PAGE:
"I think that'd be great for the SEC..."
Late in the week, Florida football coach Urban Meyer hopped on the radio with Joe Rose of WQAM in Miami and was asked about adding Florida State and Miami to the Southeastern Conference in response to recent moves, actual and expected, by the Big Ten and Pac-10:
"I think that'd be great for the SEC. I've not done the research..."
"I know one thing, our commissioner in our office won't be caught by surprise because we've got the best people. I mean, it's phenomenal the job they do. So that's a natural fit, the two schools you just mentioned. We play one of them every year anyway and the other one's a great rivalry as well."
Florida has played Miami on an occasional basis after taking them off the permanent schedule 20 years ago.
The, now popular, notion of also adding Georgia Tech and Clemson to the mix to form a 16 team league was broached with the head Gator:
"As a coach you look at it saying, 'Here we go.' Let's go add a couple more powerhouses because you have to go play 'em. But as far as interest on a national level, as far as quality of play, right now the SEC is the best and I think that's part of the shock waves throughout the country the last 4 or 5 years is the television contracts and interest level that's taken place in the SEC that's forcing some of these conferences to probably react and so it's going to be interesting."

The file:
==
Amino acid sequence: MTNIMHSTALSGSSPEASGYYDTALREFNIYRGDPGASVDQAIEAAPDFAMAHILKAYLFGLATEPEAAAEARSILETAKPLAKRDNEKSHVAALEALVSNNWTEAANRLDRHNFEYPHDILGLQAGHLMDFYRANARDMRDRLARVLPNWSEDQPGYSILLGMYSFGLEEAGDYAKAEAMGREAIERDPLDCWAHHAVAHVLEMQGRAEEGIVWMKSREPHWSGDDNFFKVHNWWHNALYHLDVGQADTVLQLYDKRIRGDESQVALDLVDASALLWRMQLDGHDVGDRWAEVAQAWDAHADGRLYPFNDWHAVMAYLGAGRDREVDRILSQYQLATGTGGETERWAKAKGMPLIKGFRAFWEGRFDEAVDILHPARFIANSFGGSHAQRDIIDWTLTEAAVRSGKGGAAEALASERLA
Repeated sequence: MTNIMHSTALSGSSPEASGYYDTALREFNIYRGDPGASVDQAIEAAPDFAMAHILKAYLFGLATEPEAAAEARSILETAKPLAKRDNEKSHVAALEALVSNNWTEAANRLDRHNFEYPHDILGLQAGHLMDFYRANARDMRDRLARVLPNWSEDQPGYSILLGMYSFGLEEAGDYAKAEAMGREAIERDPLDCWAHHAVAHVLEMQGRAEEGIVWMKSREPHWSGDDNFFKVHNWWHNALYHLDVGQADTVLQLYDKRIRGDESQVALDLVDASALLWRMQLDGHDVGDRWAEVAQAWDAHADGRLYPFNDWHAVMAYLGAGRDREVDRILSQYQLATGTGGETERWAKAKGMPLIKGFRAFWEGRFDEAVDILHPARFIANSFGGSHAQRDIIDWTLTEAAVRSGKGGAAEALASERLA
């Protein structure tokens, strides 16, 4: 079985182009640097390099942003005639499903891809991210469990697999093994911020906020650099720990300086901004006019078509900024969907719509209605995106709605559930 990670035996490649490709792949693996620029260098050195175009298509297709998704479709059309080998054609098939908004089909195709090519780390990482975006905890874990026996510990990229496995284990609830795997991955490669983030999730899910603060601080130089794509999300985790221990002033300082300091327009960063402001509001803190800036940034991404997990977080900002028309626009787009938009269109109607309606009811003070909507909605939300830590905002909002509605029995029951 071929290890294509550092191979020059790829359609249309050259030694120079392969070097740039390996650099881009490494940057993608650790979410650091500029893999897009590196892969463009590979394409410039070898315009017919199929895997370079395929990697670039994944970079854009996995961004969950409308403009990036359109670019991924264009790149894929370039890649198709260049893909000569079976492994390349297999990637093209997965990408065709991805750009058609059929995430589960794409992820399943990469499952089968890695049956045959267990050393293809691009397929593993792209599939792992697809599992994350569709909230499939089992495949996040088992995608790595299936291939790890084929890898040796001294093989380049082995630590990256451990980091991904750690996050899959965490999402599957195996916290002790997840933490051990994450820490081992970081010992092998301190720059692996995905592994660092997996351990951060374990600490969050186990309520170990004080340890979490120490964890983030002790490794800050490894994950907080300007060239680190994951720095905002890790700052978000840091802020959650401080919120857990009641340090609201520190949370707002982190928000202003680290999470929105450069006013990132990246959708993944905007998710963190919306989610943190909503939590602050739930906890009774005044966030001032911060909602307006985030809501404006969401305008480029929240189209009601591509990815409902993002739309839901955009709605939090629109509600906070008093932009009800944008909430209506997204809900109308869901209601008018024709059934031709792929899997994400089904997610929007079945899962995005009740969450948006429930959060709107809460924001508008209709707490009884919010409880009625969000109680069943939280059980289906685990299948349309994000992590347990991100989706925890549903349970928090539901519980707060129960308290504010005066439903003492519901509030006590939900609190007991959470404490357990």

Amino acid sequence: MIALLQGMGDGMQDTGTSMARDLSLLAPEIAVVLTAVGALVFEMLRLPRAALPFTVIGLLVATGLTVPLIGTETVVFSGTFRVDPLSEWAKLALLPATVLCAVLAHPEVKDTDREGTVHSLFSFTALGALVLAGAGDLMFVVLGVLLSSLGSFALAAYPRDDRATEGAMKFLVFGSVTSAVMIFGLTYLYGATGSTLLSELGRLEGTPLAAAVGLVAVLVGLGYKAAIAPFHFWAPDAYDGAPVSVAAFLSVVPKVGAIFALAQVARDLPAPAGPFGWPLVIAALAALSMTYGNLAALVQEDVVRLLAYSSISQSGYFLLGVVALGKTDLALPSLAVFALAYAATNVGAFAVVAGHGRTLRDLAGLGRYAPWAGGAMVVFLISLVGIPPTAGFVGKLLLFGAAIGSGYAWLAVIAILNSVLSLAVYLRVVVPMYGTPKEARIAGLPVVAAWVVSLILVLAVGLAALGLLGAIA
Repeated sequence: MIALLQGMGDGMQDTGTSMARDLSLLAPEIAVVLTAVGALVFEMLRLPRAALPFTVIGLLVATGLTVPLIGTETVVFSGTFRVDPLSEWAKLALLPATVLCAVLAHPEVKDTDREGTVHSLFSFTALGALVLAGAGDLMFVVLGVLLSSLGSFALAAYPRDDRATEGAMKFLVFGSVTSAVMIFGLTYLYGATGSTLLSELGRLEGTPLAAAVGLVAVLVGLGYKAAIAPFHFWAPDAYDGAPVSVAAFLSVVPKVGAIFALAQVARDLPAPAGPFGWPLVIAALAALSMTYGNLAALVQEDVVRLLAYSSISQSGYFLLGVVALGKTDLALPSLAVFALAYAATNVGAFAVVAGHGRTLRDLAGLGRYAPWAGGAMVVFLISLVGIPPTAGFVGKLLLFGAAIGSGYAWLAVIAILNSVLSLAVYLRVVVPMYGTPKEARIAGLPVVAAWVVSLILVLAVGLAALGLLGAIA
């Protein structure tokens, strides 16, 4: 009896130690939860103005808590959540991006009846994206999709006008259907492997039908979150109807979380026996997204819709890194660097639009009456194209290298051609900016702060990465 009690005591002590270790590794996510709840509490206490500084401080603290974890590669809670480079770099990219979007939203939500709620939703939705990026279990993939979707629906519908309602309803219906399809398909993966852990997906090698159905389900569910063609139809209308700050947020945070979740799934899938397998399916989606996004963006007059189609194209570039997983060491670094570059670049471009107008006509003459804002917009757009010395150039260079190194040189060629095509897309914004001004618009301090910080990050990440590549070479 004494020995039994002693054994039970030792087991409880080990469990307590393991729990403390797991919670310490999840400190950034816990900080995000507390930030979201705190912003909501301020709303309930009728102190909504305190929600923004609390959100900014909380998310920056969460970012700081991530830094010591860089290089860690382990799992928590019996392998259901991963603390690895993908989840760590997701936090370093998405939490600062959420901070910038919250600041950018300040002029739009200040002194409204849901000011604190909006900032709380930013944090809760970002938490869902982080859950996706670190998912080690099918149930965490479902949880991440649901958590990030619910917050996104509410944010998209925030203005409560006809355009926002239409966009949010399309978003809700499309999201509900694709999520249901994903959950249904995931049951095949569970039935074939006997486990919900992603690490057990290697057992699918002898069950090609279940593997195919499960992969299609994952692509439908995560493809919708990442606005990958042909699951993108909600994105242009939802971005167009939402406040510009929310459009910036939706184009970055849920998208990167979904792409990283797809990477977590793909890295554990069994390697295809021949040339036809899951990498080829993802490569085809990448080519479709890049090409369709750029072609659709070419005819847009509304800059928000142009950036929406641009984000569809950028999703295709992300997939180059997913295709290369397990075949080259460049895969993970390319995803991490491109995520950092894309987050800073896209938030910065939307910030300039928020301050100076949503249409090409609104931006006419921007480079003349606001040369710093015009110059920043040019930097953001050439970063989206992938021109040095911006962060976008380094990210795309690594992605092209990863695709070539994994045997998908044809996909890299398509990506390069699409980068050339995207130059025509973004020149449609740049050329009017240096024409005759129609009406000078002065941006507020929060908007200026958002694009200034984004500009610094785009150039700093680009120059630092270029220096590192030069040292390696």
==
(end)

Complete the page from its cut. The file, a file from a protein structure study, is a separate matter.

"The one thing you can rest assured though, the SEC... the coaches aren't involved in this but the commissioner, Mike Slive and them, he's phenomenal. He's got his hands on some buttons if we have to do what we have to do."
Hands on some buttons? Hopefully, Slive can be trusted with the launch codes. A 16 team league sounds good in theory if you can put a hammerlock on interest in the states of Florida, Georgia, and South Carolina.
But the enduring question is can revenue be justifiably increased to the point where each school will somehow make more money dividing by 16 than 12?
Those are the numbers being crunched and re-crunched in Slive's office this weekend as the SEC waits to see what Texas decides to do in the early part of next week.